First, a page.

Dynamics and control of T follicular helper cell-dependent and -independent responses to influenza virus infection and immunization
AffiliationMicrobiology & Immunology
Document TypePhD thesis
Access StatusOpen Access
© 2020 Wenbo Jiang
Seasonal influenza viruses circulate globally and cause recurrent disease in humans. Worldwide, annual epidemics are estimated to cause 1 billion infections, with 3 to 5 million cases of severe illness and 290,000 to 650,000 deaths. Influenza viruses undergo rapid antigenic evolution allowing mutant viruses to escape from host immune responses acquired to parental virus strains. Current seasonal influenza vaccines are effective when vaccine strains are matched with circulating strains. However, there is little to no cross-protection against antigenic variants, emerging pandemic or zoonotic outbreak strains. There is therefore tremendous interest in the development of novel universal vaccines which induce potent, broad and durable antibody responses against most or all influenza viruses. T follicular helper cells are crucial for the generation of high affinity antibodies and the maintenance of B cell memory. But relatively little is known about Tfh in important animal models of influenza. Insights gained from the study of Tfh cell responses will facilitate the design of next generation vaccines against influenza. In this thesis, we first developed an activation-induced marker assay for the identification of antigen specific Tfh cells in mice after influenza virus infection and hemagglutinin protein immunization. We showed that the AIM assay was robust and sensitive for the detection of murine Ag specific Tfh cells by quantifying the upregulation of surface CD154 or CD25 OX40 following either HA peptide pool or whole HA protein stimulation for 18 hours. This murine AIM assay makes it feasible to delineate Ag specific Tfh cells in mice without the need for transgenic mice or MHC II tetramers restricted to specific epitopes. Importantly, Ag specific Tfh cells can be sorted for TCR sequencing or adoptive transfer since AIM assay is a live cell assay. Ferrets are a well established animal model for influenza research and are widely used to investigate the pathogenesis and transmission of influenza viruses and preclinically evaluate the efficacy of influenza vaccines. However, little is known about ferret Tfh cells due to the lack of ferret reactive immunological reagents. To enable the study of ferret Tfh cells, we screened commercial markers of Tfh cells, antiBCL6, CXCR5 and PD1 antibodies, and found two anti-BCL6 antibodies had cross reactivity with lymph node cells from influenza infected ferrets. We also developed two murine monoclonal antibodies against ferret CXCR5 and PD1 using a single B cell PCR based method. We were able to clearly identify Tfh cells in LNs from influenza infected ferrets using these antibodies. The development of ferret Tfh marker antibodies and the identification of ferret Tfh cells will facilitate the assessment of vaccine induced Tfh responses in the ferret model and the design of novel vaccines against influenza infection. HA stem is an attractive target for the development of universal influenza vaccines due to its relatively conserved feature. However, HA stem is poorly immunogenic when administered alone in a soluble form. Immunogen multimerization can enhance the immunogenicity of poor immunogens even in the absence of the help of T cells, which serves as an alternative pathway to improve the immunogenicity of stem without the dependence on Tfh responses. We showed that chemically coupling a peptide derived from the head domain of PR8 HA, P35, with the weakly immunogenic HA stem protein caused aggregation of the HA stem which significantly enhanced stem specific B cell responses independent of Tfh cell help in mice. P35 conjugation represents a new pathway to boost stem specific antibody responses without introducing exotic carrier proteins which will elicit anti carrier responses. Collectively, we investigated Tfh responses to influenza virus infection and immunization in mice and ferrets and explored the effects of immunogen multimerization on humoral immunity in the context limiting Tfh responses to HA stem. An increased understanding of Tfh dependent and independent mechanisms to enhance humoral immune responses will assist developing novel vaccines to prevent the infection of influenza and other viruses.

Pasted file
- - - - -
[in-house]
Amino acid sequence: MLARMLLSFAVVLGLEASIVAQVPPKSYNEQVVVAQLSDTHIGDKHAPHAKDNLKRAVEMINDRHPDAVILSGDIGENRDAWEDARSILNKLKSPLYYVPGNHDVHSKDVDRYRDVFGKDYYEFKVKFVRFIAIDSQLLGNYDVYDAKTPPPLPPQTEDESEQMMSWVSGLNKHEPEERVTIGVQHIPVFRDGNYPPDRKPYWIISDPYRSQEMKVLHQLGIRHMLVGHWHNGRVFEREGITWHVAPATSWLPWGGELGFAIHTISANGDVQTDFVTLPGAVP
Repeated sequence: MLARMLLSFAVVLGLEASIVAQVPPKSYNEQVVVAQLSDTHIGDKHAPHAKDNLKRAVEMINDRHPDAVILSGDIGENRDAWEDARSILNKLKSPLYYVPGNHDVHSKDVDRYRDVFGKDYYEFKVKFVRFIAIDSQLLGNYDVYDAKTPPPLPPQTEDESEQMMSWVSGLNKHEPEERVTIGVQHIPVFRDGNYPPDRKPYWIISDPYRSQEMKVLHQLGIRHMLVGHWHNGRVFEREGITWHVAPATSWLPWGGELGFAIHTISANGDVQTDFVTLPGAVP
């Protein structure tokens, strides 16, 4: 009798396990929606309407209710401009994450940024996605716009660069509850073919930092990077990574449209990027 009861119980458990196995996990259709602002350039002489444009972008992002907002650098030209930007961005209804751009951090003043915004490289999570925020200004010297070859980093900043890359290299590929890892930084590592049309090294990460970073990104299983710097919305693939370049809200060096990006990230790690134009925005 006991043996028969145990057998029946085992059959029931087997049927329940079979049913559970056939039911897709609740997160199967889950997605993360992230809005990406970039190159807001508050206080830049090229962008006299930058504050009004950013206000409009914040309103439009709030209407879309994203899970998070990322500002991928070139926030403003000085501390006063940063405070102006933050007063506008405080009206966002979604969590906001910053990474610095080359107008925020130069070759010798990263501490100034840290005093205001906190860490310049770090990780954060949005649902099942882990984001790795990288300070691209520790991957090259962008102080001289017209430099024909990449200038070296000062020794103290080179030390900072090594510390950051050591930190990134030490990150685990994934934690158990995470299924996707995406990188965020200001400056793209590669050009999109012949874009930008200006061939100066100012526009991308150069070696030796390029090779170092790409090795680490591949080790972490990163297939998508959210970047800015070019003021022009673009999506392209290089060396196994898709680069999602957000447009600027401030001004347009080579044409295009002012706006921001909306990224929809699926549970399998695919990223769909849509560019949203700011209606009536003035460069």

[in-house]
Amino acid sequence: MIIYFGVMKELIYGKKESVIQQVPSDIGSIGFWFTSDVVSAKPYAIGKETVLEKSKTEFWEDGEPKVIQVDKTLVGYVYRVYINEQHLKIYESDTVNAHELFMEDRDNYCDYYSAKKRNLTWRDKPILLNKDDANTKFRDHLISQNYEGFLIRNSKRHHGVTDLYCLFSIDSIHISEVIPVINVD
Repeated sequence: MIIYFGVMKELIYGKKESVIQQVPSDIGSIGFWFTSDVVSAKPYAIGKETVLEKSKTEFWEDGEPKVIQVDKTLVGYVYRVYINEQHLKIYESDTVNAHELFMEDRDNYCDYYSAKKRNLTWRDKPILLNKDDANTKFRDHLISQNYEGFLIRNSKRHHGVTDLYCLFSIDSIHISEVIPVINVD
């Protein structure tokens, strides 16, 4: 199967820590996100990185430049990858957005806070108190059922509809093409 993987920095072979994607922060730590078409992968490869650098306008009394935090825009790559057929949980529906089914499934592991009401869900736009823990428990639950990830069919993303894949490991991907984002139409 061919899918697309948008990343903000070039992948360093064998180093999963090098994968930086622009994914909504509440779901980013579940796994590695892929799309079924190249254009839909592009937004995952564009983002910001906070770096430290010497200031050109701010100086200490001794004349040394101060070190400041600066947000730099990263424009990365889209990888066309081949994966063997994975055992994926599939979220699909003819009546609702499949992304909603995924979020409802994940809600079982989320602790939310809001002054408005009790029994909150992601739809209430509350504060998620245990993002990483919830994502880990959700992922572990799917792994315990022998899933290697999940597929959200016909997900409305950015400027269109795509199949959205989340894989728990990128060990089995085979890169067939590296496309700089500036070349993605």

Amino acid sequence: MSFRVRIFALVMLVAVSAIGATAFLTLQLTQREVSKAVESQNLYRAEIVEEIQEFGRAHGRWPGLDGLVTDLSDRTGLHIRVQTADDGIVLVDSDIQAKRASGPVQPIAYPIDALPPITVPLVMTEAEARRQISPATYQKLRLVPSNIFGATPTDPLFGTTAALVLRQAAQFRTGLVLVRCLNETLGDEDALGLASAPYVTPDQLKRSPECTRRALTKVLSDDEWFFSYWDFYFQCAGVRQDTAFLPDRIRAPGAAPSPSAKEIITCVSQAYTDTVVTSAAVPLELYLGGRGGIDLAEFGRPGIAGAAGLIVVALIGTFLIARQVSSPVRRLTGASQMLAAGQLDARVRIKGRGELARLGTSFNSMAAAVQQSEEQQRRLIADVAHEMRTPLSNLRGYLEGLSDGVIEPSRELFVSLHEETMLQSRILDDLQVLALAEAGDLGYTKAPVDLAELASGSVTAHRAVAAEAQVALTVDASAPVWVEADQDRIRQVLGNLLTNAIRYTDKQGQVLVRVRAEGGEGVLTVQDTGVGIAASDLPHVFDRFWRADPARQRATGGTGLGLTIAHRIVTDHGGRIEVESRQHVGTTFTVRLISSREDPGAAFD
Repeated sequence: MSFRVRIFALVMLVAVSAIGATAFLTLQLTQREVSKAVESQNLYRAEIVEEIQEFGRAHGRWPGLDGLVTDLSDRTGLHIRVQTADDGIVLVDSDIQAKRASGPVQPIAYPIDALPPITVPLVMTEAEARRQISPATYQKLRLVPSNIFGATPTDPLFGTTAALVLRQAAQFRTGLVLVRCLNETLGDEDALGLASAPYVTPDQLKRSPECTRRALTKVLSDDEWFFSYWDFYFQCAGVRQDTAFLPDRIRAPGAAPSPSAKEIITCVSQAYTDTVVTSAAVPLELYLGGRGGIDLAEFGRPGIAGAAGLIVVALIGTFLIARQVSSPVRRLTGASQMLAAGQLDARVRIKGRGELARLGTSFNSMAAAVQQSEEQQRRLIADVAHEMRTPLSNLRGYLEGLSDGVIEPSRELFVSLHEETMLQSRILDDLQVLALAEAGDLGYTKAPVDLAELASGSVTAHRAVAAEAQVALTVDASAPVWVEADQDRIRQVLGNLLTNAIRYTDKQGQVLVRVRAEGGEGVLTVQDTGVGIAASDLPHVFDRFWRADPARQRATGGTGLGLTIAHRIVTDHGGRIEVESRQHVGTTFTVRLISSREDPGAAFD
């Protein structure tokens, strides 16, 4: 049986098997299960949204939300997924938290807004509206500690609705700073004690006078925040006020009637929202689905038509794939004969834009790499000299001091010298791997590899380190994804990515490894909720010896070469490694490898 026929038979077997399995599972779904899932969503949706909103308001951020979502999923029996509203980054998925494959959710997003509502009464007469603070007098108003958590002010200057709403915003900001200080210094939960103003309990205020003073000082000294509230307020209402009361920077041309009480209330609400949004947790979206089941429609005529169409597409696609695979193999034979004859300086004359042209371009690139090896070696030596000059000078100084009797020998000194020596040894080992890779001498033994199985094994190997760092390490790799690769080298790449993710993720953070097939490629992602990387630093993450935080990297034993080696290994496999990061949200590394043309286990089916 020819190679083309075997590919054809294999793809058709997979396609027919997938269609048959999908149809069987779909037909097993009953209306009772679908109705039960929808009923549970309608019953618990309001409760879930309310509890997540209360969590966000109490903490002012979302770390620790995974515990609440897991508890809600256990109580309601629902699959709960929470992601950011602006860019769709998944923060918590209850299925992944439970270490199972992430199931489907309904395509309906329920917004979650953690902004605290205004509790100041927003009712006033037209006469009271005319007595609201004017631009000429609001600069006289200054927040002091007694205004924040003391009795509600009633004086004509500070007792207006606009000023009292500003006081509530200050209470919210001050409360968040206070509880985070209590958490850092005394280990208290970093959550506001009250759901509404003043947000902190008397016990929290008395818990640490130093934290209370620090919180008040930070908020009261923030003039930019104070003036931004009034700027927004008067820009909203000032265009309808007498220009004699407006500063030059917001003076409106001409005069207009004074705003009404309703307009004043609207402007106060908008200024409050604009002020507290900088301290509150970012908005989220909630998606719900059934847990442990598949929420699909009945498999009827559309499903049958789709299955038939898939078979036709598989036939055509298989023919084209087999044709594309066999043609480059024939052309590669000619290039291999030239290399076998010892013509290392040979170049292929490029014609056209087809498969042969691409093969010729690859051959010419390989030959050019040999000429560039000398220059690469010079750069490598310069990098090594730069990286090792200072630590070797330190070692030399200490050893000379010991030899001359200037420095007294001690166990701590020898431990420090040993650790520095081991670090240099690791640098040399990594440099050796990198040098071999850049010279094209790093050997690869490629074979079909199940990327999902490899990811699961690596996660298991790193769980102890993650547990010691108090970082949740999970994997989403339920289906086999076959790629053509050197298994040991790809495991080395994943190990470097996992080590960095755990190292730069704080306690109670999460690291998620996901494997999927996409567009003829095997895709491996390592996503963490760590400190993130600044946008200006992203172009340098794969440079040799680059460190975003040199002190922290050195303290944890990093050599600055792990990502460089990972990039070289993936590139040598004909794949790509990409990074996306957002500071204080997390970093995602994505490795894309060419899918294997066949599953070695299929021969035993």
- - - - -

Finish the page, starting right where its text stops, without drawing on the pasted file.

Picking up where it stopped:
KeywordsT follicular helper cell; Influenza; Ferret; Stem
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